Making new contacts at events is hard. It is difficult making enough of a connection to swap cards. The amount of “new” contacts you can make is fairly limited. How many people can you have meaningful conversations with during a networking session? Maybe 10 people? How many networking events do you attend per year. Maybe 5? That means your new contact base per year is 50, but at the most, because there will be repeat attendance and actually once we know people at an event, we tend to speak to the same people each time.
Even if you make 50 new contacts per year, how many turn into real leads and clients? The conversion rate from new contact to tangible business opportunity can take up to two years sometimes and is a sustained campaign of relationship building until the right opportunity presents itself. This is why you need a substantial sales pipeline with lots of irons in the fire. To grow your network and to connect with more people, you need to cast the net wide and the only way to do that is either attend endless networking events which is time consuming and expensive, or look at social media. Via networks such as LinkedIn and Twitter, you have access to a global database of contacts and can control and expand your network on an entirely virtual basis.
The second aspect is maintaining contact and developing the relationship. Law firms have historically done that by meeting for coffees lunches, inviting contacts and clients to seminars and sending out newsletters and updates. However, such methods are becoming less effective as clients have less time, many are located outside of a city centre and therefore the commute in is hard. And when it comes to newsletters, the amount of information readily available to contacts and clients via online channels is overwhelming, with the result that many are now not interested in quarterly newsletters as they have already read information on key changes and updates.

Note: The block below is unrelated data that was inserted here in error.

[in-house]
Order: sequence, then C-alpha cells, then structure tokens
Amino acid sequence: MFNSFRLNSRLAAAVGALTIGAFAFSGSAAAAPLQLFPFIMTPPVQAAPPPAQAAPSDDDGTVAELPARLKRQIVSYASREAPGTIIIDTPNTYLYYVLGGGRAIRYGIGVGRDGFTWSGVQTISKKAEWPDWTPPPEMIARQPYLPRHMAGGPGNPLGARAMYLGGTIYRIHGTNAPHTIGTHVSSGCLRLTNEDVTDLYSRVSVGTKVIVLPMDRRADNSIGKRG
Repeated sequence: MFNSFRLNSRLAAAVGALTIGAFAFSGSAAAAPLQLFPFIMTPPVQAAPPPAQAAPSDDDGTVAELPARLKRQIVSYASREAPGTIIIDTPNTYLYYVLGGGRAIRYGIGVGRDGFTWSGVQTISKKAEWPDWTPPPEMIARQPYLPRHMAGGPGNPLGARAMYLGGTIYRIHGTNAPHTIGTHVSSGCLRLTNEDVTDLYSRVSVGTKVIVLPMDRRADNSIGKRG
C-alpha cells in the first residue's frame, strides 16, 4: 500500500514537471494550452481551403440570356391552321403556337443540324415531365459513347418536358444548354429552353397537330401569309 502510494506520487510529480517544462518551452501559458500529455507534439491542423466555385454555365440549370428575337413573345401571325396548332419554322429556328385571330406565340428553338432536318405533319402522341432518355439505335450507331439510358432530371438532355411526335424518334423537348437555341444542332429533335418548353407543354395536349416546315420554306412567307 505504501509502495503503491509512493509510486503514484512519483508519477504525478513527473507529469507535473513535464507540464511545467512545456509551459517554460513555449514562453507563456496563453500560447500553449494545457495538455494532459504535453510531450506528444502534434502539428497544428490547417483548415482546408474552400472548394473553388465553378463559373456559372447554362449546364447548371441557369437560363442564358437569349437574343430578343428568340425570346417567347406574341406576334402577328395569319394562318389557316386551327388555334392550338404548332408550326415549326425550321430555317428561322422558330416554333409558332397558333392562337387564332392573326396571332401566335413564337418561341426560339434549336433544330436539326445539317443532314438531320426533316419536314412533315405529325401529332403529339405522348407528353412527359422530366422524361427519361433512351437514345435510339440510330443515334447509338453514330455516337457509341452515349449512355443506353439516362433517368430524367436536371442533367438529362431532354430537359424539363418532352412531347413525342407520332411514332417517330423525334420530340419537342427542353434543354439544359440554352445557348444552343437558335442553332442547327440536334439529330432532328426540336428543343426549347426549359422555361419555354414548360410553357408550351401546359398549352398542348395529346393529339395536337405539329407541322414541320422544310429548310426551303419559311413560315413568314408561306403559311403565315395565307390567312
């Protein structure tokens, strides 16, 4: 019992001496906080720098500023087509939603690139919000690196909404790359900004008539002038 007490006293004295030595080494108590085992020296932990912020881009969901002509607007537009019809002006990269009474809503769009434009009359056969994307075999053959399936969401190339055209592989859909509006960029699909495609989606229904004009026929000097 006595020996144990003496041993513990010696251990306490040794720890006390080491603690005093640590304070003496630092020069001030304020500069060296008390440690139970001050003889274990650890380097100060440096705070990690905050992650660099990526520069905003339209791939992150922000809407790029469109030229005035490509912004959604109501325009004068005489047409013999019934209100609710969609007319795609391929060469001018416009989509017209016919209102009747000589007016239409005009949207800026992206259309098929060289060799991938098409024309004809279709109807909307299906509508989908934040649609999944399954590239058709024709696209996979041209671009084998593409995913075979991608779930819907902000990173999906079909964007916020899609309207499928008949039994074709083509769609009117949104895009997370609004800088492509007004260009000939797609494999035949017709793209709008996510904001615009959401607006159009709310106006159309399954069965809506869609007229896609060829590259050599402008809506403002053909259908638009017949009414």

Again, social media is the most effective way to keep in contact with your contacts and clients. It is timely, constant, and an easy forum to use to share, engage and to keep a relationship going. It is virtual and can be used from our desk, at home or whilst on the go on a 24/7 basis. I appreciate the idea that we should not make or maintain relationships solely via social media, we still need to make time for face-to-face meetings where possible, but social media plays a large part in how we connect and stay connected. In the same way that emails have taken over posting letters and fax machines, we need to take the next step in our evolution. Social media is how to market and stay connected.
There are really two social networks lawyers can and should use as a key business tool; Twitter and LinkedIn and both are very different forums.
LinkedIn is the world’s largest professional network with over 300 million members and the original virtual networking tool. It is an easy way to make and maintain contacts on a global scale and should be viewed as your online work contact book along with Outlook, as once you have LinkedIn with someone, you track them throughout their career wherever they move. It also shows you connections in common giving you the opportunity to ask for introductions. Once you are up and running on LinkedIn, you can gain real value sharing news and content, joining relevant groups, engaging in debate and proactively growing your network to increase your visibility in searches. Engage in it consistently and you will start to see tangible benefits in terms of both profile and business development opportunities and new connections.